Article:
“It is remarkable to see median spend on kitchen remodels grow by double digits for the third year in a row,” says Nino Sitchinava, Houzz principal economist. “Combined with a two-year decline in the scope of kitchen remodels, spend increases confirm our findings of significant price inflation in the home remodeling industry due to changes in international trade policy. Homeowners are dealing with increasing product prices by substituting materials, as indicated by slower growth in the use of engineered quartz and a decline in the popularity of engineered flooring materials, highly impacted by tariffs on imported materials from China.”

Some additional kitchen trends that emerged from the Houzz survey:

  • Taller backsplashes: More backsplashes in the kitchen were installed that stretched all the way to the ceiling. Or, homeowners installed tile from their counter to their upper cabinets or range hood. The most popular colors for backsplashes: white (35%), multi-colored (20%), and gray (15%).
  • Vinyl flooring: Vinyl flooring is becoming a trendier choice for renovated kitchens. This hardwood alternative has climbed in popularity from 10% in 2018 to 14% in 2020 among remodelers.
  • White shaker cabinets: White continues to be the most popular cabinet color (45%), followed by medium wood (11%) and gray (10%). Shaker cabinet door styles are by far the most popular choice among remodelers.
  • Recessed lights: The most popular light fixture upgrade among remodelers is adding recessed lights, at 69%, followed by under-cabinet and pendants lights (65% and 56%, respectively). Ninety-two percent of homeowners upgrading their kitchen island also chose to install new lighting above the island.
Source: 
“2020 U.S. Houzz Kitchen Trends,” Houzz (Jan. 9, 2020)
Jan. 14, 2020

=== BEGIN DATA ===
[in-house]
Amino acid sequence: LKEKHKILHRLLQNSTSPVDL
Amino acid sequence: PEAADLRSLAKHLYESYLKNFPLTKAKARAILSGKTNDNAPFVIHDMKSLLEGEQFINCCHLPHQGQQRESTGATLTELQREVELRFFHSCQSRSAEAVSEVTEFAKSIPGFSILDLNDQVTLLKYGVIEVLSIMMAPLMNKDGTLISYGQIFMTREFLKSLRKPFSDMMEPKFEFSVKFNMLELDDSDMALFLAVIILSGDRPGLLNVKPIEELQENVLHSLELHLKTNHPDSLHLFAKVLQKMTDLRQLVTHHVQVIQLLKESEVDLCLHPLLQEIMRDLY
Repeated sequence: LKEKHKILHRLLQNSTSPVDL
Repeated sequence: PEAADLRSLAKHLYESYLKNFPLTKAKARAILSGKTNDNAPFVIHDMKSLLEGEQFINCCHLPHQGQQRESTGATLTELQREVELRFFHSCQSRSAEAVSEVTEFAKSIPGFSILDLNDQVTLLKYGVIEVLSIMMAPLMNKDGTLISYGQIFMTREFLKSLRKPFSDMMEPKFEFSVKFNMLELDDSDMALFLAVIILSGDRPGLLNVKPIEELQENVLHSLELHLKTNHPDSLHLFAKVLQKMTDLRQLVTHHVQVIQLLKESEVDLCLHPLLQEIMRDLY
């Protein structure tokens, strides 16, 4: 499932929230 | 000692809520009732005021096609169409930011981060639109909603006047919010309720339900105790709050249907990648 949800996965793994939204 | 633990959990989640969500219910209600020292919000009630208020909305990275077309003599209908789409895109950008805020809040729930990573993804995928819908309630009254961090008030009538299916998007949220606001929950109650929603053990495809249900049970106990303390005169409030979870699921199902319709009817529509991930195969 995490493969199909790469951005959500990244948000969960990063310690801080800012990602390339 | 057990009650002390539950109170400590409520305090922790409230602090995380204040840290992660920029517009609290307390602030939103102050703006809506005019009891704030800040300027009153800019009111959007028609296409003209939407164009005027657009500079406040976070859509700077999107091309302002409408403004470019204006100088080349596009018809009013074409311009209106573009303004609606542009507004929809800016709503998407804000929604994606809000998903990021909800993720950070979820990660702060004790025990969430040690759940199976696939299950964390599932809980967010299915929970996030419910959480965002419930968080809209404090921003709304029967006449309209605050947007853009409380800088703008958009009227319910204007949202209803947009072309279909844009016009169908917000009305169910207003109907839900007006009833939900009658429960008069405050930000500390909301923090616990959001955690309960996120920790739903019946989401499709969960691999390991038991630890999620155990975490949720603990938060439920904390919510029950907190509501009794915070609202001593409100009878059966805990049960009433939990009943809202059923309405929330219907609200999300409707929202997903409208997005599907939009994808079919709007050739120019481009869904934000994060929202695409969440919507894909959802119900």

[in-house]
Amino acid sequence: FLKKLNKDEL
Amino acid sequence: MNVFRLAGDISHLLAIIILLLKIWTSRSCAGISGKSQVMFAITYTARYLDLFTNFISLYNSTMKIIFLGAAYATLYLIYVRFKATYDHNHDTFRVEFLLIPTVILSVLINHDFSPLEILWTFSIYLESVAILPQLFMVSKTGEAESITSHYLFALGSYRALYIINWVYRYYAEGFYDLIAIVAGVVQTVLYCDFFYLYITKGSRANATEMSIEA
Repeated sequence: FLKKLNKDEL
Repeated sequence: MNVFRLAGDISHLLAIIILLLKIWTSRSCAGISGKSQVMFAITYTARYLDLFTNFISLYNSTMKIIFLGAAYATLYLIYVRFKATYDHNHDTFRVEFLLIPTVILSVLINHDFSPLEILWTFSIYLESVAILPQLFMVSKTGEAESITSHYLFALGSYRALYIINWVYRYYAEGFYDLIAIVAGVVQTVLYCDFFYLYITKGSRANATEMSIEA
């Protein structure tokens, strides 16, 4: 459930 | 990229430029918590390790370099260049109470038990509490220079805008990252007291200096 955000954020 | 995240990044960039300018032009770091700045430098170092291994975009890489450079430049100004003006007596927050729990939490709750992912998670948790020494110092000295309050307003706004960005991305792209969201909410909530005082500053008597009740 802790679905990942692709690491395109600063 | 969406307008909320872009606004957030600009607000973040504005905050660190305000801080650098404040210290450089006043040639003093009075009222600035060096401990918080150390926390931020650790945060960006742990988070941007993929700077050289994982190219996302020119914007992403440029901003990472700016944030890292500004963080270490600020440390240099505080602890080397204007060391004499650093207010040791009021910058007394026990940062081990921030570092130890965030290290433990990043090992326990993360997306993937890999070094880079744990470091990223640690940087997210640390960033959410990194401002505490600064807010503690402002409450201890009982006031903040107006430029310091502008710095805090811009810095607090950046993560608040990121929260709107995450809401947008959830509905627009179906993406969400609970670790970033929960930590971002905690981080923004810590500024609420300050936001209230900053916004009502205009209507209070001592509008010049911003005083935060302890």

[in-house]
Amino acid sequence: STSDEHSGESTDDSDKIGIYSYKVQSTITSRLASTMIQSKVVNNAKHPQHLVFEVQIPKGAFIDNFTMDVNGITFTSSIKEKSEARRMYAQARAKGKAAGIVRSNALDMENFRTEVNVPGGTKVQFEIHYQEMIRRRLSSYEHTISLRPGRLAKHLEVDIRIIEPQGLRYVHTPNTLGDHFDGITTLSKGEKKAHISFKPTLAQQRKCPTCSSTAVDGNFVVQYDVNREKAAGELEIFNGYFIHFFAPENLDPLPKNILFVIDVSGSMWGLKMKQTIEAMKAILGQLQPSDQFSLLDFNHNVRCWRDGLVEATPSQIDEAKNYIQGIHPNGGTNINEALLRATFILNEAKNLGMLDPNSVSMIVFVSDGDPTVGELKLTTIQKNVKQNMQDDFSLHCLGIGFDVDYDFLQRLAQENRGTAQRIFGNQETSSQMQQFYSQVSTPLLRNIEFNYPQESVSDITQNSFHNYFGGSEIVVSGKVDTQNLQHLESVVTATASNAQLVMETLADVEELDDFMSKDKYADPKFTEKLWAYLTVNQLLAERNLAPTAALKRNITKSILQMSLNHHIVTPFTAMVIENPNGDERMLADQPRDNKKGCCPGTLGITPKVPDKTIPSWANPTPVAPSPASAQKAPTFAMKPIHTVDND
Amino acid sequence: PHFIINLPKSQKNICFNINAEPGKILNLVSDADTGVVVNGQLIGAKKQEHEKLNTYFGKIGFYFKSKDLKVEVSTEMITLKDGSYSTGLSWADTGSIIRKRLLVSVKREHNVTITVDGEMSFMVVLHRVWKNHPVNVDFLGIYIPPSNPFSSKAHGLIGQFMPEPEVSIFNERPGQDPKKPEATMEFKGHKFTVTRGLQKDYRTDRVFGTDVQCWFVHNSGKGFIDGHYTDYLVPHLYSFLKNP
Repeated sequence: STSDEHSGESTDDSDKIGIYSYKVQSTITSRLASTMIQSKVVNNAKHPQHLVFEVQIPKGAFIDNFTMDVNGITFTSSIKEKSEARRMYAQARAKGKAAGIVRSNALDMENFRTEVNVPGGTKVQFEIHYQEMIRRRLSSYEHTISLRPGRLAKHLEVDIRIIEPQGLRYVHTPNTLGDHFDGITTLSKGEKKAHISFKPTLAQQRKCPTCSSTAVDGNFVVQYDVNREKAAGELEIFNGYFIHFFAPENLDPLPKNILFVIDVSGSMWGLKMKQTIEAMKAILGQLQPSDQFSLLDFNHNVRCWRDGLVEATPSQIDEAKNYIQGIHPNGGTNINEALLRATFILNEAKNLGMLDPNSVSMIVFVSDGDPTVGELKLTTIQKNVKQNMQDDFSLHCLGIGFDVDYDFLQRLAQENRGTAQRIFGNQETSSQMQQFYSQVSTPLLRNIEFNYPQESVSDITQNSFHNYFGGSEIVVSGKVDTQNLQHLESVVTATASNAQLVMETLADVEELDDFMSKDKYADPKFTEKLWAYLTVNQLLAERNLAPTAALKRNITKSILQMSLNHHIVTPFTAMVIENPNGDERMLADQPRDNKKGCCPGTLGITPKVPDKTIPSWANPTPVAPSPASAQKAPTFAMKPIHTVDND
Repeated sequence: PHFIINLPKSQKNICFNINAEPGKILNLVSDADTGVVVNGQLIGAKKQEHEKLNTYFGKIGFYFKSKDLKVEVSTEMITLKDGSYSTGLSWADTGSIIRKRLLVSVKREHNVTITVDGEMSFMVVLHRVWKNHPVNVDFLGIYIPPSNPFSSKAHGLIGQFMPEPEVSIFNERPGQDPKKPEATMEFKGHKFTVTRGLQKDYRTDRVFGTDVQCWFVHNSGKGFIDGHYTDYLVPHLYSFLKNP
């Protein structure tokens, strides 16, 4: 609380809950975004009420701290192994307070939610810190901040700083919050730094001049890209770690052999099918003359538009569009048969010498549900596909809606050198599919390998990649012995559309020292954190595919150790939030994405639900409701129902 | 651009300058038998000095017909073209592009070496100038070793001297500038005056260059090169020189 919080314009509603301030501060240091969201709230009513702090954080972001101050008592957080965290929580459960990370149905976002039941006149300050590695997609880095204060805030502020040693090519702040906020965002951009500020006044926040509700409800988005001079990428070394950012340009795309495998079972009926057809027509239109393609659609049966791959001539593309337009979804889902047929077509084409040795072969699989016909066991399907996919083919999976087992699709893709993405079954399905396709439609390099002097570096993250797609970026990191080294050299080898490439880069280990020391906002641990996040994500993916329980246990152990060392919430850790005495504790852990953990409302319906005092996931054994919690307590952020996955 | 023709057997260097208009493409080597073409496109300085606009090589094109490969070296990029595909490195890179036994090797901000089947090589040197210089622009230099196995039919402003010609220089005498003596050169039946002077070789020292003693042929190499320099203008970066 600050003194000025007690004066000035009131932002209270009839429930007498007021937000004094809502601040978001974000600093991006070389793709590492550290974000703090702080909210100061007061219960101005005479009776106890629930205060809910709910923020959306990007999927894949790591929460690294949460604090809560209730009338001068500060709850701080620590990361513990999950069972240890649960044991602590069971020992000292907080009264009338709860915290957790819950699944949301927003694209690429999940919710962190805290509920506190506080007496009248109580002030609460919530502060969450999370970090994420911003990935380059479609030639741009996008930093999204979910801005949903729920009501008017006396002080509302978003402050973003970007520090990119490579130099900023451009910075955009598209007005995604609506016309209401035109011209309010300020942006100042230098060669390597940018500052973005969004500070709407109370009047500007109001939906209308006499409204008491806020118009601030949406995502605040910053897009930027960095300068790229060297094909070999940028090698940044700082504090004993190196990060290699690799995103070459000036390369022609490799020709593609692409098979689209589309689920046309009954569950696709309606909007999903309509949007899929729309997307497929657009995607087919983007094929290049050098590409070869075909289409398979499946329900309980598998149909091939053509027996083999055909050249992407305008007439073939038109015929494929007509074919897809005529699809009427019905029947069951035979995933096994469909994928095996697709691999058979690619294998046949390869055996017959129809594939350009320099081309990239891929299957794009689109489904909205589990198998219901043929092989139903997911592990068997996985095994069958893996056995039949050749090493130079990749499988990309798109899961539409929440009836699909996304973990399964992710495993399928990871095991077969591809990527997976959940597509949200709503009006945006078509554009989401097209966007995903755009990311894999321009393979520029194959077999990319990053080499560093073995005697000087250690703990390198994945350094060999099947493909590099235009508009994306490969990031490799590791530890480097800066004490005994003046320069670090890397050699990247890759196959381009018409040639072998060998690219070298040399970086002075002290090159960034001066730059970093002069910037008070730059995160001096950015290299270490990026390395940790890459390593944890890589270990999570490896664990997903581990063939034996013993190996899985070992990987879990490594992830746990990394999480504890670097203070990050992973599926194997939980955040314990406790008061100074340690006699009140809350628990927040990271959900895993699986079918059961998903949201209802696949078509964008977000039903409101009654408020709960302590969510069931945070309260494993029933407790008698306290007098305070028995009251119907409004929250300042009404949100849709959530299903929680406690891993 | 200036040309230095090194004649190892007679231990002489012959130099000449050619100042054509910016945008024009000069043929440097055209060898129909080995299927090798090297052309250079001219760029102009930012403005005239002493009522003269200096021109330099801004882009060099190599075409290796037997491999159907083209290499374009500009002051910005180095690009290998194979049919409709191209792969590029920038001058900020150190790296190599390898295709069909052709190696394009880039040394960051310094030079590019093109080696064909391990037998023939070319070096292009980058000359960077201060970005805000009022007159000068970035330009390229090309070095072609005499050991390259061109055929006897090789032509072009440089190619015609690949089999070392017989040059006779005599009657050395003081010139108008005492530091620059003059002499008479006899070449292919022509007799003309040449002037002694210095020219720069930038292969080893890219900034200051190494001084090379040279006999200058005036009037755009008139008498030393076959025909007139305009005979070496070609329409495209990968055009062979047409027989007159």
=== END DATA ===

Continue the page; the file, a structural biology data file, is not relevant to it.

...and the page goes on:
Some Buyers Purchase a Second Home First

Some first-time buyers are opting to buy the vacation home before their first home. They’re being priced out of their current area—such as in cities like New York and San Francisco—so they’re opting to buy a vacation home in more affordable towns.

“I’m seeing this more and more,” Svetlin Krastev, an investment advisor with Black Sea Gold Advisors in Kingston, N.Y., told CNN.com. “People want to have exposure to real estate, but it would take all of their assets to get a residence in the city.”

For example, Bart Higgins rents a four-bedroom converted warehouse in Brooklyn, N.Y., with his wife and twin five-year-old children. They pay $5,300 a month. The property would cost between $2 million to $3 million to buy. So the couple purchased a vacation home near Kingston, N.Y., a unit with three buildings on 33 acres with a lake. They bought it for $300,000.

“We bought our first home as a second home as a way to relieve the pressure and buy us some time,” Higgins told CNN. They use Airbnb to offer short-term rentals of the property to help supplement expenses when they’re not there.

Financial planners, however, warn that buying a second home first could take up all of a person’s assets and delay them from being able to purchase a “first” home or a main residence. “Having a loan commitment on a second home will make it that much more difficult to buy what will be used as a first home,” JP Geisbauer, a certified financial planner at Centerpoint Financial Management, told CNN.

Others disagree and say that for urban professionals, it can pay off buying the second home first. A smaller mortgage on a vacation home may be more manageable than a larger mortgage in the city. Also, “the ability to rent out the property easily on home sharing sites makes it a more affordable way to grow equity,” Malissa Marshall, a certified financial planner with Soaring Wealth, told CNN.

Source: 

 

Posted in For Home Buyers
Jan. 14, 2020

How to Keep a Stainless Steel Sink Shining

Stainless steel can be tough to keep sparkling, particularly the kitchen sink. Stainless steel can be prone to scratching, and hard water can leave behind marks. Further, very hot items that come into contact with a stainless steel sink can cause it to become discolored, known as “blueing.”

So, how do you keep your stainless steel sink shining during showings? Houzz, a home remodeling website, interviewed designers to find out, and the best approach may be simply using soap and water. Here are a few of its tips:

  • Wash the sink regularly with mild dish soap and a soft rag or sponge.